CABO DELGADO INSURGENCY
SADC’s Mozambique intervention force ‘de-escalates’ – and expands, leaving summit analysts baffled
How can the intervention force both de-escalate and expand at the same time? South Africa, for example, seems to be increasing its contingent in it from about 300 special forces and support staff to about 1,280 troops, according to military experts.
President Cyril Ramaphosa and other regional leaders have agreed to a “de-escalation” of their intervention force fighting Islamist insurgents in Mozambique – though it’s not quite clear what that means.
The leaders agreed at a virtual summit on Tuesday of the security organ troika of the Southern African Development Community (SADC) that the SADC Mission in Mozambique (Samim) would transition on April 15 from its current status as a “Scenario 6” rapid intervention force to a larger “Scenario 5” peacekeeping force with a more consolidating mission.
The different scenarios are described in the African Union’s African Standby Force guide which describes a Scenario 6 mission as an “… intervention, for example in genocide situations where the international community does not act promptly…”
Whereas a Scenario 5 mission is described as a “peacekeeping force for complex multidimensional peacekeeping missions, including those involving low-level spoilers”.
The African Union has officially classified Samim as part of its African Standby Force.
Analysts are battling to understand how this transition of Samim constitutes a “de-escalation”, which was how SA’s minister of international relations and cooperation, Naledi Pandor, described the change in the status of Samim when she addressed a meeting of fellow ministers of the SADC troika last week.
She noted that the previous heads of state summit of the security organ in January had extended Samim’s mandate “with additional capability requirements and additional integral personnel for a further three months, from 16 January to 15 April 2022, and thereafter de-escalation to Scenario 5 up to 15 July 2022”.
How can Samim both de-escalate and expand at the same time? South Africa, for example, seems to be increasing its contingent in Samim from about 300 special forces and support staff to about 1,280 troops, according to military experts.
This would mainly comprise three rifle companies totalling about 430 infantry troops, plus one rifle or support company of parachute troops, as well as two special force commandos amounting to 150 to 200 troops, plus other supporting elements.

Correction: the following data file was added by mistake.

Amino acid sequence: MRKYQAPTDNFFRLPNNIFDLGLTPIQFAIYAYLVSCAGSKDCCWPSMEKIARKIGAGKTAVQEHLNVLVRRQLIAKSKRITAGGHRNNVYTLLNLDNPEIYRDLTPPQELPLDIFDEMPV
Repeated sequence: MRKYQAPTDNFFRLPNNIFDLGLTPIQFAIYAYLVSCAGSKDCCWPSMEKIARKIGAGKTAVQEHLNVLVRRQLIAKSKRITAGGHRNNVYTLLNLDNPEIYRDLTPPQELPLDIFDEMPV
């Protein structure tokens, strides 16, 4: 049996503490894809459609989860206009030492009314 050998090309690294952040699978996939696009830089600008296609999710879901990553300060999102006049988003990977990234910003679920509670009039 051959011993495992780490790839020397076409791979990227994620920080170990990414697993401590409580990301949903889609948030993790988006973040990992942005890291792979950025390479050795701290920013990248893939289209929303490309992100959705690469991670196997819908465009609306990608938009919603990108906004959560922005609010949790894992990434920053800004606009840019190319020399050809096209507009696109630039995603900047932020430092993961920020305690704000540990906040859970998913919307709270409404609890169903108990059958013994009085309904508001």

The SA National Defence Force is also sending many armoured vehicles plus a navy frigate according to observers, including Cabo Ligado, the Mozambique insurgency observatory.
It is possible that Pandor called this reinforcement a “de-escalation” because SADC is seeing the nature of the mission changing from a rapid response to a crisis when Samim went into northern Mozambique in July last year, to a new, less urgent role of consolidating the gains made since then.
However, it is not clear if the insurgents, known as Al-Sunna wa Jama’a – also known locally as Al-Shabaab – and affiliated to the Islamic State, have also de-escalated.
Though a force of about 2,000 Rwandan troops has pacified the area around the TotalEnergies liquefied natural gas processing facility at Afungi near Palma in the far northeast of Mozambique, insurgent attacks are still occurring elsewhere in that region.
The United Nations Refugee Agency has said it would be premature for displaced people to return to their homes, as Liesl Louw-Vaudran, a senior researcher at the Institute for Security Studies, noted this week.
She also said that to resolve the insurgency crisis, “a joint vision for long-term stability was needed that includes all the forces in Mozambique”.
Louw-Vaudran noted that the Rwandan and Samim forces had still not been integrated into an overarching strategy, and so, for instance, Rwanda was again not present at Wednesday’s SADC summit to discuss the insurgency. DM